Incorporation of Omega-3 Fatty Acids Into Human Skeletal Muscle Sarcolemmal and Mitochondrial Membranes Following 12 Weeks of Fish Oil Supplementation
- Additional Document Info
- View All
Fish oil (FO) supplementation in humans results in the incorporation of omega-3 fatty acids (FAs) eicosapentaenoic acid (EPA; C20:5) and docosahexaenoic acid (DHA; C20:6) into skeletal muscle membranes. However, despite the importance of membrane composition in structure-function relationships, a paucity of information exists regarding how different muscle membranes/organelles respond to FO supplementation. Therefore, the purpose of the present study was to determine the effects 12 weeks of FO supplementation (3g EPA/2g DHA daily) on the phospholipid composition of sarcolemmal and mitochondrial fractions, as well as whole muscle responses, in healthy young males. FO supplementation increased the total phospholipid content in whole muscle (57%; p < 0.05) and the sarcolemma (38%; p = 0.05), but did not alter the content in mitochondria. The content of omega-3 FAs, EPA and DHA, were increased (+3-fold) in whole muscle, and mitochondrial membranes, and as a result the omega-6/omega-3 ratios were dramatically decreased (-3-fold), while conversely the unsaturation indexes were increased. Intriguingly, before supplementation the unsaturation index (UI) of sarcolemmal membranes was ∼3 times lower (p < 0.001) than either whole muscle or mitochondrial membranes. While supplementation also increased DHA within sarcolemmal membranes, EPA was not altered, and as a result the omega-6/omega-3 ratio and UI of these membranes were not altered. All together, these data revealed that mitochondrial and sarcolemmal membranes display unique phospholipid compositions and responses to FO supplementation.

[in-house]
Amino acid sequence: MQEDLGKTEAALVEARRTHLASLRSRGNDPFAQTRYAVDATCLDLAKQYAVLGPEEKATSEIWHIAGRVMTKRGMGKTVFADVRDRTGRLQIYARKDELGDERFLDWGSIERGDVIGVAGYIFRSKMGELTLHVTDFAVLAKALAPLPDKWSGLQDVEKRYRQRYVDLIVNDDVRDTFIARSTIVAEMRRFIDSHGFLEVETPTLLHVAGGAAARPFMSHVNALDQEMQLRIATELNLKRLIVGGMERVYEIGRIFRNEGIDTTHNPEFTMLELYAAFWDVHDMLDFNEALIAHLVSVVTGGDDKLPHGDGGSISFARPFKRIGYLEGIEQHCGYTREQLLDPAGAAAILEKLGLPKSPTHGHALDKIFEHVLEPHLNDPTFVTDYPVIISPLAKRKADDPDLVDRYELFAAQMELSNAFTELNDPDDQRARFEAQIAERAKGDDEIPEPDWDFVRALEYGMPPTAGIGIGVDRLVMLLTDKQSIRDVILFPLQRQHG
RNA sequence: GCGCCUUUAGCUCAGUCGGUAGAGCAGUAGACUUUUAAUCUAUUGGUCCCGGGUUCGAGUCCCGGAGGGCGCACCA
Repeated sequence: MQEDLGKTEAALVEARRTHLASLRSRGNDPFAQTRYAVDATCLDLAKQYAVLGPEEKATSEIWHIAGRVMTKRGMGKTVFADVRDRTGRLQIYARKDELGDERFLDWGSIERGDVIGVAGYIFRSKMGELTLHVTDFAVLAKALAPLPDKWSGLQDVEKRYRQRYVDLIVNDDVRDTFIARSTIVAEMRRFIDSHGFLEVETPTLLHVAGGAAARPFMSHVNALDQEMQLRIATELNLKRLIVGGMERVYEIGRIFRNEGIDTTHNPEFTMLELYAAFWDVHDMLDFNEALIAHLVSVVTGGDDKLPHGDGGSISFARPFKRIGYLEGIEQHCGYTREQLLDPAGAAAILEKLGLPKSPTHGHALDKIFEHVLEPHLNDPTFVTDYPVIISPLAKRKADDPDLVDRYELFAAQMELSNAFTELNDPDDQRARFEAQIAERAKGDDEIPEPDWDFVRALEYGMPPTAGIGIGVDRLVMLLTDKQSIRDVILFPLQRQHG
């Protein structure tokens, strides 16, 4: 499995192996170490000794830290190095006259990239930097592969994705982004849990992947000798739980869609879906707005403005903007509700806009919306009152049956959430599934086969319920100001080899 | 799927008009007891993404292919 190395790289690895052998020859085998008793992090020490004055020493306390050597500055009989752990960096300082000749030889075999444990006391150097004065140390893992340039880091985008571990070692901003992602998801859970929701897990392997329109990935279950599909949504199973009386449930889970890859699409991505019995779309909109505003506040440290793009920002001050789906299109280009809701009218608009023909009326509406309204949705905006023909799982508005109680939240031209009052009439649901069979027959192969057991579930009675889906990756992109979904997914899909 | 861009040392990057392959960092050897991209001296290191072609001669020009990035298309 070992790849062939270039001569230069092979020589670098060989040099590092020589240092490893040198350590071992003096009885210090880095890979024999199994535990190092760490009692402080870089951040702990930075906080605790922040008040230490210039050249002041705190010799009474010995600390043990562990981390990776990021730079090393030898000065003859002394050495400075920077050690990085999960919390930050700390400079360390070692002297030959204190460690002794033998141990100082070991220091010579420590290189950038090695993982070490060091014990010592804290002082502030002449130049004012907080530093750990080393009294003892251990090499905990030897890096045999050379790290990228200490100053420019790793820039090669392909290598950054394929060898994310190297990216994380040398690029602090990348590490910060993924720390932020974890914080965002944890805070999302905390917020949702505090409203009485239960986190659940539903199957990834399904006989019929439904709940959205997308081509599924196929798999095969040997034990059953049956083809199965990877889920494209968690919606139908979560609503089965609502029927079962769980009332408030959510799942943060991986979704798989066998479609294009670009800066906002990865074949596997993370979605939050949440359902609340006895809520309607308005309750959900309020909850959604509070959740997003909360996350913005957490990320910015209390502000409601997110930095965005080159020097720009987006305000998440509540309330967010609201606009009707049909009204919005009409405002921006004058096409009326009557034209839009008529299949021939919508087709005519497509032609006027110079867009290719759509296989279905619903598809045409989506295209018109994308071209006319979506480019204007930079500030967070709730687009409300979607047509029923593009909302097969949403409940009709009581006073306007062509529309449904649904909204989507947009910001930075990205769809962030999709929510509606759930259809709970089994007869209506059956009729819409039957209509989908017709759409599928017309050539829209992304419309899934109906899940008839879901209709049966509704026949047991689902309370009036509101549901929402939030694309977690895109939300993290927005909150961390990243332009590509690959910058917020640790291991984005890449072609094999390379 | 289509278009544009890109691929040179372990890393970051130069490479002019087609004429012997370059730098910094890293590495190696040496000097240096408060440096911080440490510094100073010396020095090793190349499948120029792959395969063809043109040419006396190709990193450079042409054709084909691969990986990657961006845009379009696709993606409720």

has subject area